Brainstorming and Mind-mapping: Crucial Basic Skills Duet in Building Critical Thinking for Academic Composition
Academic writing in English has been a challenging basic skill for most English learners despite the levels of fluency the learners have. The range of struggle extends from the limited knowledge of the topic to the less practice in technical academic writing process. Although the challenges vary from one learner to another, there is a similar struggle indicated, particularly in starting the composition process. Brainstorming and mind-mapping have been commonly introduced as the initial phase for academic writing. Nevertheless, they are not as extensively practiced as the next steps of drafting. The next challenge in academic writing highlights the struggle in presenting logical flow of ideas to reflect the critical thinking of the writer. Interestingly, this struggle is closely related to the initial process of collecting and clustering ideas through brainstorming and mind-mapping. According to Pareto Principle, the 20% focus on building “vital few” – in this context is the basic skill – leads to 80% effective results of improvement. Thus, the extensive practice in brainstorming and mind-mapping as the basic skills in academic writing is believed to be crucial to support the whole composition process; particularly in developing the ideas and keeping the track of those ideas to present the critical and logical thinking of the writer.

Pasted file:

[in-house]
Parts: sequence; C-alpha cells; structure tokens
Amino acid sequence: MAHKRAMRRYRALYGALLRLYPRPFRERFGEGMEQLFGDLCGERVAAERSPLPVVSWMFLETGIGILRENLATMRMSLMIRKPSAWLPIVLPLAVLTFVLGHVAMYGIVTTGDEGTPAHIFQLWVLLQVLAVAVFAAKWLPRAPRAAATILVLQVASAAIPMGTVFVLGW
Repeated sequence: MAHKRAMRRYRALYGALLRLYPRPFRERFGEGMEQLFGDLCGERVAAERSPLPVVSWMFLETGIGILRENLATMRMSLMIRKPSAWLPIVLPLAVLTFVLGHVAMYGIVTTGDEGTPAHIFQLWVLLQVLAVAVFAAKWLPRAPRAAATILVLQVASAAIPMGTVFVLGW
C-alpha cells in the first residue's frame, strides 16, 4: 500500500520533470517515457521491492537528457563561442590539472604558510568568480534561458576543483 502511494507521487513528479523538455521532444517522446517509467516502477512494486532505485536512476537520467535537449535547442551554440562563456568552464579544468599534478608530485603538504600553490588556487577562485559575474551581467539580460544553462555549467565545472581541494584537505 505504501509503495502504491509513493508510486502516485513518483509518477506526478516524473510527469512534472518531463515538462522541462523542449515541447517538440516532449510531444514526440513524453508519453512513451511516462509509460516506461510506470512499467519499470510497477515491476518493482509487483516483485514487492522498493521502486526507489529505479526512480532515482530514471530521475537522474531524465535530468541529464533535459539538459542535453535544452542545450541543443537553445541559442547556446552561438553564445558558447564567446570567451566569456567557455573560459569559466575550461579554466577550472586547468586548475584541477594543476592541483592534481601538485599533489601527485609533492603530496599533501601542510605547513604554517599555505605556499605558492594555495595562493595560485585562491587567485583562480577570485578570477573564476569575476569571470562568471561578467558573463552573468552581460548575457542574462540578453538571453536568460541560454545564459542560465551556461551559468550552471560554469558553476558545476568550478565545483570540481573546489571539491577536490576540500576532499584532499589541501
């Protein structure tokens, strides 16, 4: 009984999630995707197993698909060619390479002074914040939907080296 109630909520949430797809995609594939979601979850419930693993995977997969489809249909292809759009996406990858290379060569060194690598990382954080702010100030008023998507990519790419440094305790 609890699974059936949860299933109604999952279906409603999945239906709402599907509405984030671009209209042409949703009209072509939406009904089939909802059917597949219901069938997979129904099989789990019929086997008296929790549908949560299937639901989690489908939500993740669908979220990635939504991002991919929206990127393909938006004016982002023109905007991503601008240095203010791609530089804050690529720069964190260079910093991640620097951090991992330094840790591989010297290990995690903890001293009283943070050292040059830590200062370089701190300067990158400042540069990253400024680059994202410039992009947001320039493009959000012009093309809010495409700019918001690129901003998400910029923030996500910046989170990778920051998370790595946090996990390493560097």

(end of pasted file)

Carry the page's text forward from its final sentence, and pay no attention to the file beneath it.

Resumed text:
Shafiei, M., & Savage, A. (2007). Effective academic writing. Oxford University Press.
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This work is licensed under a Creative Commons Attribution License